Our study shows that in the case of litchis, of the long list of control points set by the standards, MRLs are perhaps the only control point systematically audited, although statistically the auditing frequency is only once every 10 years. Yet interviewed farmers mentioned that even when spraying during the pre-harvest intervals, they believed that simply rinsing the produce allowed them to stay within MRLs, which points to the lack of intrinsic motivation among farmers to change their pest management practices. However, our study showed that farmers were interested to learn about the risk of pesticides and that they also had a reasonable level of knowledge about how to reduce their own exposure to pesticide risk. Creating more awareness about the risk of pesticides, including the risk of pesticide residues to consumers and the environment, would improve farmers’ understanding of control points and give them a stronger motivation to comply with these control points.

Another problem with the focus on pesticide residue testing is that it merely gives a snapshot of the final stages of the farm production process and does not adequately address the root causes of the pesticide problem. The Q-GAP program does not provide farmers with suitable alternatives to their current practices. In line with this, our study shows that farmers almost entirely depend on synthetic pest control, with non-synthetic alternatives rarely being used. Although the concept of IPM frequently appears in connection with Q-GAP in policy documents, farmers did not receive IPM training, nor did the Q-GAP field manuals make concrete suggestions for farmers’ voluntary use of IPM techniques. Instead, they only noted how to improve spraying practices.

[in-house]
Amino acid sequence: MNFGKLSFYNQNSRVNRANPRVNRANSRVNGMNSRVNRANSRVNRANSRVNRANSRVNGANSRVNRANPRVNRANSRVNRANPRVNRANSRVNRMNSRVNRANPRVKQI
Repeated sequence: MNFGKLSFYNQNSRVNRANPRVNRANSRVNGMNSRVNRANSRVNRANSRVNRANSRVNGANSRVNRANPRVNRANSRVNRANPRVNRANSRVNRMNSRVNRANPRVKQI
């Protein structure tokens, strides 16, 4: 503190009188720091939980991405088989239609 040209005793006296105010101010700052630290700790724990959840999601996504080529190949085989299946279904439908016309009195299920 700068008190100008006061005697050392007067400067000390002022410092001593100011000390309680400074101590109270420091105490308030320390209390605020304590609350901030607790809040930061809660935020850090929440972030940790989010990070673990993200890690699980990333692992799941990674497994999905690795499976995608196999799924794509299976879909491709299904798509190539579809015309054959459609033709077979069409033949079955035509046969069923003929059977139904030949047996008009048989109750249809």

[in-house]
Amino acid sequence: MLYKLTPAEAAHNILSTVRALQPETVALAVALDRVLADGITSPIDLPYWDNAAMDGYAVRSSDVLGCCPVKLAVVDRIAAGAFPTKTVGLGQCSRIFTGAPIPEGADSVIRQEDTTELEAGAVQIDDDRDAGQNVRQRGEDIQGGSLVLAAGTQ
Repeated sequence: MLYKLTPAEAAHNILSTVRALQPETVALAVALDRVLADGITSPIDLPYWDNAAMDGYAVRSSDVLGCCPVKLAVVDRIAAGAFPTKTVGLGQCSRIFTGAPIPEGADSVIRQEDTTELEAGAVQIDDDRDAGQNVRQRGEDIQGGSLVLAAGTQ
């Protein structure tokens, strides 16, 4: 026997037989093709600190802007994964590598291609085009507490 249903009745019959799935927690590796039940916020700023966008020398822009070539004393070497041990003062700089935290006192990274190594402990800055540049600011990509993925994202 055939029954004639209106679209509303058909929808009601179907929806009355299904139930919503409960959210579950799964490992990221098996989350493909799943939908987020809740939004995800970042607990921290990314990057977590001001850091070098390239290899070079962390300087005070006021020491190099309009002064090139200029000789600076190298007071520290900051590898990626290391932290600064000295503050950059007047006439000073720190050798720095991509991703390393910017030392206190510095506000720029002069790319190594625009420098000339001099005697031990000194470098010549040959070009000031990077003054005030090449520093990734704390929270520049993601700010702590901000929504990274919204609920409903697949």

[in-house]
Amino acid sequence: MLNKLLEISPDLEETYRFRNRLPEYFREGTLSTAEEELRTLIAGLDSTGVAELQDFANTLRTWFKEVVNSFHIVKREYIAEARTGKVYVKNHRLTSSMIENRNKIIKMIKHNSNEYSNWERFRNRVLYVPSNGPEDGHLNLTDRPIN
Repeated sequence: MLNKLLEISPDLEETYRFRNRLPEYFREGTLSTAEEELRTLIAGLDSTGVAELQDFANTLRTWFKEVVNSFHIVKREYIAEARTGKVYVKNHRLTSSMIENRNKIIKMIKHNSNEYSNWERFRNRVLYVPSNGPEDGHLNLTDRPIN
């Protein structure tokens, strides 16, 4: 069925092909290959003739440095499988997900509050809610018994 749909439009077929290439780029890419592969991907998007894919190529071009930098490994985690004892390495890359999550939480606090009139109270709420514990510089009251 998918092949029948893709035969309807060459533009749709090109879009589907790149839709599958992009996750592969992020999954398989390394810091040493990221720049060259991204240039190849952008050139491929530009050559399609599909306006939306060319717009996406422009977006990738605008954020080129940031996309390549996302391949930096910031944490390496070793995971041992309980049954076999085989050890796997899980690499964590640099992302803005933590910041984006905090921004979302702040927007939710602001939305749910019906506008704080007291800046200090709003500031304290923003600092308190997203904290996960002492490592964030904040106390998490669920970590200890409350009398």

To more effectively reduce pesticide use, the Q-GAP program therefore needs to pay more attention to on-farm practices and ensure that farmers have suitable alternatives to synthetic pesticides when managing pests. Q-GAP auditors, having received a two-day training only and spending as little as five minutes auditing a field in practice, are not qualified for this and it is also not part of their auditing task. The DoAE needs to complement the Q-GAP program by providing standardized IPM methods for each crop and providing training to farmers on how to use these. It is illustrative that none of the litchi farmers participating in the Q-GAP program had received technical assistance or training from the DoAE.